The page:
The Original Game Changer
“I like jogging and growing organic vegetables.”
These are oddly mild words coming from an individual who is today known to have created one of the most rugged wristwatches the world has ever known. But this is how the man chose to describe himself when a curious enquirer asked about his interests outside of his profession during an “Ask Me Anything” session on Reddit back in July 2013.
The person in question is Kikuo Ibe, better known as the creator of G-Shock. The story goes that years ago, while on his way to work, the watch that Ibe-san had on his wrist dropped to the ground and was completely destroyed. What was heart wrenching for him was that same watch happened to have been a precious gift he had received from his father.
So right about now, you and I are both wondering… what watch was Ibe-san wearing?
That bit of information, though, might be pointless in helping us understand the sentimental worth the watch must’ve held for him. To this day, Ibe-san has kept mum on this matter, proving further that the worth of the watch was in his personal attachment to it, not its make.
The long and short of it is that Kikuo was so affected by the loss of this precious gift that he took it upon himself to create a watch that wouldn’t be so fragile when faced with the perils of daily life., in 1983 — and 200 prototypes later — Kikuo Ibe gave the world its first G-Shock: the Casio DW-5000C.
Recognizing Present Game Changers; Inspiring Future Game Changers
When you become familiar with the story that Ibe-san has to tell, it is obvious how much he gave off himself in order to realize a watch that would’ve been considered impossible before its time. Ibe-san challenged the norms around him to create the watch that the world ubiquitously agrees is the toughest watch there ever was.
36 years on, to celebrate the life of the G-Shock and the game changer that Ibe-san has been in the world of watchmaking, Casio Singapore has put together a campaign that recognizes this and the many strides that the G-Shock has made as a result of the path that Ibe-san paved.
Aptly named “Game Changer”, the campaign has also set itself out to recognize individuals from the island nation who have shunned the beaten track to pursue their personal passions.
The line-up of individuals include local beatbox champion Dharni Ng and accomplished contemporary artist Jahan Loh — just to name a few — who will all be present at the event on the 23rd of August alongside the original game changer, the creator of G-Shock, Kikuo Ibe.
Launch of the G-Shock GA-2100
At the same time Casio Singapore will showcase a facelifted G-Shock. Introducing the GA-2100, a resin type G-Shock with its bezel now in an octagonal shape. While the new watch takes all of its identity from its earliest ancestor, Kikuo Ibe’s 1983 DW-5000C, this iteration keeps the G-Shock’s footing firm in its present, and its future.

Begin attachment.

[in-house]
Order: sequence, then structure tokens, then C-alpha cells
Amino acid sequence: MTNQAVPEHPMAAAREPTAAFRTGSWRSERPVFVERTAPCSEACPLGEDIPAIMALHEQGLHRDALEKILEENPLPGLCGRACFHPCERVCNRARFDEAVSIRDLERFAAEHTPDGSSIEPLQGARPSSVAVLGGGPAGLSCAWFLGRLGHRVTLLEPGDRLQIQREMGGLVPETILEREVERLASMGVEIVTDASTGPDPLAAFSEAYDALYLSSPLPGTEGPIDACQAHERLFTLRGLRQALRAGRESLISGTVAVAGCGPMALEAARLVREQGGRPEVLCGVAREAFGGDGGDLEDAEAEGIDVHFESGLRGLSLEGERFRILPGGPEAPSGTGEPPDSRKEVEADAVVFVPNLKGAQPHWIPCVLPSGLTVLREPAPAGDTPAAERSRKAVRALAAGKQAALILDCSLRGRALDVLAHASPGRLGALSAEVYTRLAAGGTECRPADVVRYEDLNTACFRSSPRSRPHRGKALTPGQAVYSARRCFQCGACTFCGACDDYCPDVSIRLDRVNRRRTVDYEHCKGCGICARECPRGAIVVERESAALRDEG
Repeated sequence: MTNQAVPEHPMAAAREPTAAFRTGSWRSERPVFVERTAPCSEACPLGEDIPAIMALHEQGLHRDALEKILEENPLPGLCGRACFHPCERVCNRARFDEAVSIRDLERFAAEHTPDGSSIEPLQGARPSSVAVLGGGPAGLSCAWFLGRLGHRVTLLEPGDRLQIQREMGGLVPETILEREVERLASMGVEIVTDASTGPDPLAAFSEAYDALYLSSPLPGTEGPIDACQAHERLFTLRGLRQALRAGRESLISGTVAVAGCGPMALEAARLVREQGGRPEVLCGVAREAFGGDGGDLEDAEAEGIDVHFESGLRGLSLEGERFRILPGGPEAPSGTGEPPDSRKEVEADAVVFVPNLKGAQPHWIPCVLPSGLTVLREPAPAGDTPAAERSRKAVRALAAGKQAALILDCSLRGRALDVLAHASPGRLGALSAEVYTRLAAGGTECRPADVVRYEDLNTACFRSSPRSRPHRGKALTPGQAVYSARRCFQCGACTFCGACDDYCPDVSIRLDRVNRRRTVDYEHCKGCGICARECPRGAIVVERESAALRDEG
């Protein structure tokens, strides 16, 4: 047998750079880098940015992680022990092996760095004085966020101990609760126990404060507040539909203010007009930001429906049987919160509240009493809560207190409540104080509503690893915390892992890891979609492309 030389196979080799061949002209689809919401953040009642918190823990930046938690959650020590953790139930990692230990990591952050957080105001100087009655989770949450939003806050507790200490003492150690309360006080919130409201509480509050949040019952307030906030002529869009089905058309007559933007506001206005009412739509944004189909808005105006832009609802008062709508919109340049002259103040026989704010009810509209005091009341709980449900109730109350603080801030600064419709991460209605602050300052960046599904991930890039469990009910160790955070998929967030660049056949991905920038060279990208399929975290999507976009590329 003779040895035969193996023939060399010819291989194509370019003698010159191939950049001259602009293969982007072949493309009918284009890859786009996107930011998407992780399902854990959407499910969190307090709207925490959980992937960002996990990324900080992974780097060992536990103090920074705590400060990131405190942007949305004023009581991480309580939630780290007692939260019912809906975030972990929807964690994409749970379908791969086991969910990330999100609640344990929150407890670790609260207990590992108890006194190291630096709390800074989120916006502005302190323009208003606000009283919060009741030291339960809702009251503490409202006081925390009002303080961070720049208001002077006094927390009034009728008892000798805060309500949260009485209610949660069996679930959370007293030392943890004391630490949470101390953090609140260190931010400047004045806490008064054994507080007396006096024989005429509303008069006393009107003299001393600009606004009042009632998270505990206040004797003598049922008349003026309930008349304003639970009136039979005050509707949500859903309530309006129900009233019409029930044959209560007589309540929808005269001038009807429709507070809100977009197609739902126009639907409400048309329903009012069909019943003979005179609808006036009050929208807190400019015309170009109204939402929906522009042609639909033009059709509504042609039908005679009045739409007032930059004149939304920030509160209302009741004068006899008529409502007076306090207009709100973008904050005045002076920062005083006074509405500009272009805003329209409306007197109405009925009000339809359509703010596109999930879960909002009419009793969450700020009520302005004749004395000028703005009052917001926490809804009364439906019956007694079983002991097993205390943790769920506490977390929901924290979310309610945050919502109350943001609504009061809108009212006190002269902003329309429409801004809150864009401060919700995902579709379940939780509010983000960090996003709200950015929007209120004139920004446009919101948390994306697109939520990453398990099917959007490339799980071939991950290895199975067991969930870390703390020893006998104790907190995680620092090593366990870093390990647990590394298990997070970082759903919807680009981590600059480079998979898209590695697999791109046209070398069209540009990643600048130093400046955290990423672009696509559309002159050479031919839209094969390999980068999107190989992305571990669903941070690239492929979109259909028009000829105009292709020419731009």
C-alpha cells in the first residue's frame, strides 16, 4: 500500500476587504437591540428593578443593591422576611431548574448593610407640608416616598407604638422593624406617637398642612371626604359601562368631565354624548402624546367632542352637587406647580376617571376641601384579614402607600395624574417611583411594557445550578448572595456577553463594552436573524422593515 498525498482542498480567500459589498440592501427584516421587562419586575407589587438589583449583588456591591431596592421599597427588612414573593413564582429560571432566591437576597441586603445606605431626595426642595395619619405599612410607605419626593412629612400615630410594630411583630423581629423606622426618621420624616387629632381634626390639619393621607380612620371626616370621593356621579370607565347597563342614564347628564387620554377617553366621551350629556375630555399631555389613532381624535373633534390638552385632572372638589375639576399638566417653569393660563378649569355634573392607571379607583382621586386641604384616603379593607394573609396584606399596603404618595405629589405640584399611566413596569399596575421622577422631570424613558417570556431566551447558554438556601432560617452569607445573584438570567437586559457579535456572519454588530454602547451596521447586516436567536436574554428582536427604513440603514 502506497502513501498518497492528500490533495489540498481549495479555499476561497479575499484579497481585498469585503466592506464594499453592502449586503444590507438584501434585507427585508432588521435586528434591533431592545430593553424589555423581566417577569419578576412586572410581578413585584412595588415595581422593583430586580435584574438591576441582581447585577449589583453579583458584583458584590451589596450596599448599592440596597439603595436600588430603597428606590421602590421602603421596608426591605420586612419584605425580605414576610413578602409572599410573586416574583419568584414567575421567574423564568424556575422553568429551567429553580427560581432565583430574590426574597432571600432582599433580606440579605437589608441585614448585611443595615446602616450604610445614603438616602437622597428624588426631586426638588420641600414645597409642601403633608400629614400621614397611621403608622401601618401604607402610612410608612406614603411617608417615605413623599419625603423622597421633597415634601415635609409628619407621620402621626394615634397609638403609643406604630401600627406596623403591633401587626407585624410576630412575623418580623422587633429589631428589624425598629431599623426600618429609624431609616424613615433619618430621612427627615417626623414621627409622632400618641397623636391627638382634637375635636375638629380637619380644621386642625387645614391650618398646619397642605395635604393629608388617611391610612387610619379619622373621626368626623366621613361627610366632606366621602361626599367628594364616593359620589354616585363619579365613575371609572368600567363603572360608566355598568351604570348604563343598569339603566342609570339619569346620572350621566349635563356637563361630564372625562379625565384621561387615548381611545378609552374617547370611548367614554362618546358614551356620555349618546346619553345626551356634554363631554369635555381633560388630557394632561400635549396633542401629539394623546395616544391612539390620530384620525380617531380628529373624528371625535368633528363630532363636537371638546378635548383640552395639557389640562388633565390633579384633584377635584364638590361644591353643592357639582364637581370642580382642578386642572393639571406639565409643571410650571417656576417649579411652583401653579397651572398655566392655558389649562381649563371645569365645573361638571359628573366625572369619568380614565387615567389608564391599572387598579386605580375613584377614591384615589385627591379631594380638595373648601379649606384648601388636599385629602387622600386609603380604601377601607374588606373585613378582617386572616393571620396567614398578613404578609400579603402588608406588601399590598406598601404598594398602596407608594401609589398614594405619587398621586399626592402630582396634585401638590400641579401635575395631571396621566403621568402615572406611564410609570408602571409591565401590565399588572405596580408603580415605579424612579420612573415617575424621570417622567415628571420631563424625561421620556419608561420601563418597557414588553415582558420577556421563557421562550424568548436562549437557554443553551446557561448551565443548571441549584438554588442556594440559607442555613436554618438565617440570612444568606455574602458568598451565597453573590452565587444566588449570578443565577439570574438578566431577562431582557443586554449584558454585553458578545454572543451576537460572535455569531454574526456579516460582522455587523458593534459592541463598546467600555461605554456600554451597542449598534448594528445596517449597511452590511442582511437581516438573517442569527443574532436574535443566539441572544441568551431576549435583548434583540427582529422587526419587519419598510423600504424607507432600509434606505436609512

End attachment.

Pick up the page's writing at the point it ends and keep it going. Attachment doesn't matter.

On first encounter we see that the dial of the watch mixes a central analog time display and an analog retrograde day display at 9 o’clock with a digital LCD display between 3 and 6 o’clock. The LCD display is further segmented into two portions that enable various functionalities that are incorporated into the time module No. 5611, which is used for the GA-2100. Some of these additional functions include a second time zone display, a 1/100 second stopwatch, a countdown timer, up to 5 alarm settings, 24-hour display and much more.
But the best bit about the GA-2100 is Casio’s newly formulated Carbon Core Guard, where the inner case of the watch is formed out of carbon fiber: a material of high strength-to-volume ratio that is incredibly light, offers high chemical and temperature tolerance, and has low thermal expansion. Carbon fiber allows for these G-Shock watches to be shaped into more compact sizes while at the same time being lighter and stronger than cases that are made of resin alone. As a result, the GA-2100 clocks in at a height of merely 11.8 mm, which then makes it the thinnest of G-Shock combination models to date. Not that anyone’s ever complained about how high any G-Shock sits on the wrist, but there you have it, a bragging right for Casio regardless.
The GA-2100 is being launched in three variations: a version in black with grey accents (ref. GA-2100- 1AJF), an all blacked out version (ref. GA-2100-1A1JF) and lastly, an all red piece (ref. GA-2100-4AJF). All three are fitted on resin bands — which incidentally brings us to our next point of interest: easy swap strap pins.
Turning the GA-2100 over, you’ll notice that the strap ends are fitted with easy release strap pins, which should make swapping out straps a breeze. While this looks like a direct response from the brand, in light of the G-Shock enthusiast community increasingly resorting to personalizing their watches with the variety of aftermarket straps, you have to wonder if Casio is going the path of possibly introducing its own line of personalization straps and accessories.